If you detect some frustration, you’re not wrong

If you detect some frustration, you’re not wrong

I’ve been struggling to write as much as I’d like if under better circumstances. This last week of my life has been very challenging, and recovering from it is taking some time.

We buried my grandmother a week ago today. All of us are still feeling the impact of this, but especially Emmett.

As I’m writing this, he’s been up for two days now and cannot fall asleep. Melatonin isn’t helping, and he’s incredibly stressed out.

I just got off the phone with his pediatrician’s office, and I’m trying to get them to put him on low dose Prozac. Emmett has his first appointment with Akron Children’s Behavioral Health in September, and he’s on a cancellation list as well. For some reason, his pediatrician, whom we really like, seems resistant to managing an antidepressant for Emmett, even on a short term basis.

Emmett does have health issues, but nothing that should make depression management complicated.

The reasoning for her not wanting to prescribe an antidepressant doesn’t make any sense to me, and I’m wondering if there’s some confusion over the request. Ultimately, if she’s not comfortable with it, it won’t happen, and that’s just the way it is. I’m just hoping to clarify the situation and make sure we’re all on the same page.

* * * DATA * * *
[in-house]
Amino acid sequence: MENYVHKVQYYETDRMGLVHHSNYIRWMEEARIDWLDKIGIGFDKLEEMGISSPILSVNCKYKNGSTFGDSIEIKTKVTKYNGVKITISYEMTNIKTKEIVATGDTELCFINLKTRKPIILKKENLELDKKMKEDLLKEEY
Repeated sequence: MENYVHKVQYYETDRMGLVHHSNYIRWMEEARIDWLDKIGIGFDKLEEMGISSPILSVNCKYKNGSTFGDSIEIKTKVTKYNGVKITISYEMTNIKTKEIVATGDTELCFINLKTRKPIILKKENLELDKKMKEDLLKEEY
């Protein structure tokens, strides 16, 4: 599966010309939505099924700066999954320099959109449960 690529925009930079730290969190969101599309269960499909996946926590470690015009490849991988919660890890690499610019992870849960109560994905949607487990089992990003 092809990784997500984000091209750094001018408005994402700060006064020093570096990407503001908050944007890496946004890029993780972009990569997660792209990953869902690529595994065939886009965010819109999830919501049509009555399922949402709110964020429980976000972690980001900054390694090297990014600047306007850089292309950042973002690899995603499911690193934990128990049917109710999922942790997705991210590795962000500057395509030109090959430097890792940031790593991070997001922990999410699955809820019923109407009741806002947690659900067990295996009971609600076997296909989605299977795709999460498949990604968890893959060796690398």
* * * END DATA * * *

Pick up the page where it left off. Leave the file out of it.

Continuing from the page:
Open and honest communication with your child’s doctor is so essential. Being able to address issues that come up along the way is very important as well. I disagree with the answer I’m getting and therefore need to sit down with our doctor for a face to face discussion. It’s entirely possible that there’s been a misunderstanding and were not on the same page.

If you detect a hint of frustration, you’re not wrong. Child psychiatrists in our area are in catastrophically shortage supply. This leads to insanely long wait lists and desperate parents. We’ve got him into the best possible place, but the wait is long.

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I can understand a doctor not wanting to prescribe Prozac to a child unless absolutely necessary. Have you spoke to them about the possibility of having ativan to give him as a PRN for times like this when he’s having trouble processing and dealing with major things. ie: the death of his great grandmother.

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